‘Tighten planning law’ to tackle Leeds payday shops

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Campaigners are calling for a change in planning legislation, which would make it harder for payday lenders from setting up in force in some of Leeds’s most vulnerable communities.

Former MP John Battle, who has lobbied against the rise of loan sharks and payday lenders for many years, says a loophole in current planning policy is a major contributor to the rise of such organisations in the city .

In the suburb of Cross Gates alone, TEN such shops have opened up, with two in recent weeks.

Campaigners say the quick-fix loan shops are avoiding a ‘change of use’ planning application by renting former shops involved in finance, such as estate agents, banks, insurance offices or travel agents.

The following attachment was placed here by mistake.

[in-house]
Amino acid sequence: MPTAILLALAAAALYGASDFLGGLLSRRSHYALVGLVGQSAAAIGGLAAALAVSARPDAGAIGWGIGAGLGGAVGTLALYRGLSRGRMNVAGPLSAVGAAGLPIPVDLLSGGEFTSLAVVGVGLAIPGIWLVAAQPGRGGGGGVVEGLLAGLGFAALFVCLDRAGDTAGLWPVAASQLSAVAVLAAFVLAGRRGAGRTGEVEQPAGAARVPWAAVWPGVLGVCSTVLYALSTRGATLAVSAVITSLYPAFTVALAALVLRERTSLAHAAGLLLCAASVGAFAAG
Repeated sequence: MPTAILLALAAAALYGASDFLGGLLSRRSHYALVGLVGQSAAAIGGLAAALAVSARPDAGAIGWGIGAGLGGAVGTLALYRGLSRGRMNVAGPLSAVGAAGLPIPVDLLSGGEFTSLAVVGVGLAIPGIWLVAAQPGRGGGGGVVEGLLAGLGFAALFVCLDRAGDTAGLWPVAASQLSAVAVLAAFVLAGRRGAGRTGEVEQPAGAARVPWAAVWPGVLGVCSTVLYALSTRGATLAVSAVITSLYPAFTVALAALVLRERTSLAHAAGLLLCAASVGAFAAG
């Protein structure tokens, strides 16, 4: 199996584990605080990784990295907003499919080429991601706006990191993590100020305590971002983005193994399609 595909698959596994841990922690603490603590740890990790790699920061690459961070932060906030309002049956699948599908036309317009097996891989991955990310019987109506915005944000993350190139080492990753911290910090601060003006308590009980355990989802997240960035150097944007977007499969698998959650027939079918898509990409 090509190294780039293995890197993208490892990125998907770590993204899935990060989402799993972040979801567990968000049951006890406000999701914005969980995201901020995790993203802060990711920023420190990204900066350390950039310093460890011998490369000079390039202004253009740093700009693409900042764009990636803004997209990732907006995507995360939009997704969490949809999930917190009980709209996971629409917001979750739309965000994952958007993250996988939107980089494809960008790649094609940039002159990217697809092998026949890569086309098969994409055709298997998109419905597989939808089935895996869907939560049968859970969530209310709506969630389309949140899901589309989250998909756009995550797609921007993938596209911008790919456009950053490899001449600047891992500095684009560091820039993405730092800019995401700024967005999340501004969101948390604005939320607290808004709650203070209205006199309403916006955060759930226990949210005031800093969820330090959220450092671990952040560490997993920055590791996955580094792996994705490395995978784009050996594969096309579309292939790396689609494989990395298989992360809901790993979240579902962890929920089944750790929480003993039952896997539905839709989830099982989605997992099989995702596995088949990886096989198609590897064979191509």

Mr Battle said tighter restrictions were needed on the businesses, to bring them in line with rules on banks.

“Planning use classification should be changed to classify them like they do banks,” he said.

“If you were a bank you would have to get special permission.

“These shops suck an inordinate amount of money out of the community without putting anything back in.” Council bosses have recently pledged to stop the rise in pay day loan shops springing up across Leeds.

Yesterday, civil servants, charity bosses and politicians gathered in force for a conference at Leeds Civic Hall on high cost lending.

There were presentations from experts and practical discussion on the development of locally-based campaigns to tackle the issue.

In September the council agreed a white paper motion in relation to high cost lenders and council bosses are already discussing measures to stop some of the city’s poorest families from being trapped in a cycle of poverty and debt.

The YEP has previously revealed that up to 60,000 people in Leeds could be forced to use high-interest lenders. Around 22,500 people are believed to have taken out payday loans to pay their bills.

Professor Peter Moizer, Dean of Leeds University Business School

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